And far from removing the country’s trade preferences, she said the United States should offer Bangladesh duty-free, quota-free access to U.S. markets. While Washington has extended preferential trading terms to many developing countries, garments are usually exempt. However, about 90 percent of Bangladesh’s exports to the United States are apparel, and these face an average tariff of 15 percent — translating into nearly $700 million in revenues for the U.S. Treasury.
Offering to eliminate that burden “would create an immediate 15 percent reduction in the factory’s costs because they wouldn’t have to pay the tariff.” And that, in turn, would ease pressure on U.S. retailers and help their suppliers cover the costs of improving worker safety, she argues.
A Look in the Mirror, And Our Closets
Elliott also has another uncomfortable suggestion for Westerners concerned about working conditions abroad: Be willing to pay a little more for that cheap shirt in your closet.
“This is an industry that’s very low wage, very low skill, highly mobile and highly competitive, so the incentives are for factory managers to cut costs as much as they can,” she said. “Buyers are looking around the world for the lowest prices they can find, and unfortunately we as consumers are complicit, because we’re looking for the cheapest clothing we can find.”
An analysis by the Washington-based Worker Rights Consortium estimated that bringing Bangladesh’s garment factories up to Western codes would cost $3 billion over five years — or roughly less than 10 cents a garment. But even if consumers were willing to pay more, Bangladesh would also need to restructure a system built on short-term contracts, low wages, and maximum profits.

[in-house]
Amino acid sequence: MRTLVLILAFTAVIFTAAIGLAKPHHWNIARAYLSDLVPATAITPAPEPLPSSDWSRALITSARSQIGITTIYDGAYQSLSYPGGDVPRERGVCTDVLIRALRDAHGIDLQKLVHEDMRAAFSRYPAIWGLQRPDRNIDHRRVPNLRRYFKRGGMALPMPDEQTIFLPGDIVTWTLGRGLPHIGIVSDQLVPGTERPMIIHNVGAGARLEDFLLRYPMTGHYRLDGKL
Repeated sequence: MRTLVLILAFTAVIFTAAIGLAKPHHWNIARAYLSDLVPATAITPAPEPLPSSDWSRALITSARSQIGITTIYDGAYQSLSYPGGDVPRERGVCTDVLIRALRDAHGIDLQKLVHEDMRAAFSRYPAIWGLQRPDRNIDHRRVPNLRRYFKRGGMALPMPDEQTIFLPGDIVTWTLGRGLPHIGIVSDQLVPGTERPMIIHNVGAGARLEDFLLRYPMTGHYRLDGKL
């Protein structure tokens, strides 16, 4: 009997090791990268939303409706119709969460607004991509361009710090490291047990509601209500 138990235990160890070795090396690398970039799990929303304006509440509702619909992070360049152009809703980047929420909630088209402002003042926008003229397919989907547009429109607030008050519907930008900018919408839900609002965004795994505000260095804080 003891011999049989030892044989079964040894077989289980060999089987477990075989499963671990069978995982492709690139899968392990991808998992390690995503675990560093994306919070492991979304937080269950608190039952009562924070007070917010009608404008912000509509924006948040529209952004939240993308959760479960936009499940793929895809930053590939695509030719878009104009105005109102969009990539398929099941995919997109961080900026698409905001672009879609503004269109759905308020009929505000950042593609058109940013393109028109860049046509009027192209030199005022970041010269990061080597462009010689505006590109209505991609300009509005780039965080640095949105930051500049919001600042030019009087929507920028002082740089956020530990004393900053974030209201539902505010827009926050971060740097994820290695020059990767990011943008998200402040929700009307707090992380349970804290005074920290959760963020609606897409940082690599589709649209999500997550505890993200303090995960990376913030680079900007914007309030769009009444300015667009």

During an interview in Dhaka, the country’s foreign minister, Dipu Moni, tried to put the calamity into perspective.
“Bangladesh is a poor country and there are a large number of people who still live under the poverty line. People here work really hard, and the garment industry’s wages are low, but it sustains them,” she said. “If our product becomes less competitive, then they don’t make money at all. So in order to remain competitive, industries keep their wages low. If we didn’t have these jobs, where would those 3 million women work?”
In 2010, Bangladesh raised the minimum wage by 87 percent, said Mohiuddin, but it still remains a “least developed country” with about 70 million of its 160 million inhabitants living below the poverty line.
But “wages are not the issue here,” insisted Mohiuddin.
“The issue is production costs. What consumers can do is ask brands to invest more resources into better working conditions,” she told us. “Obviously, this would raise production costs, but that’s exactly why we need consumers to push for that. If they care enough to shout for boycotts, then they should ask for the right solutions.”
About the Author
Larry Luxner is news editor of The Washington Diplomat.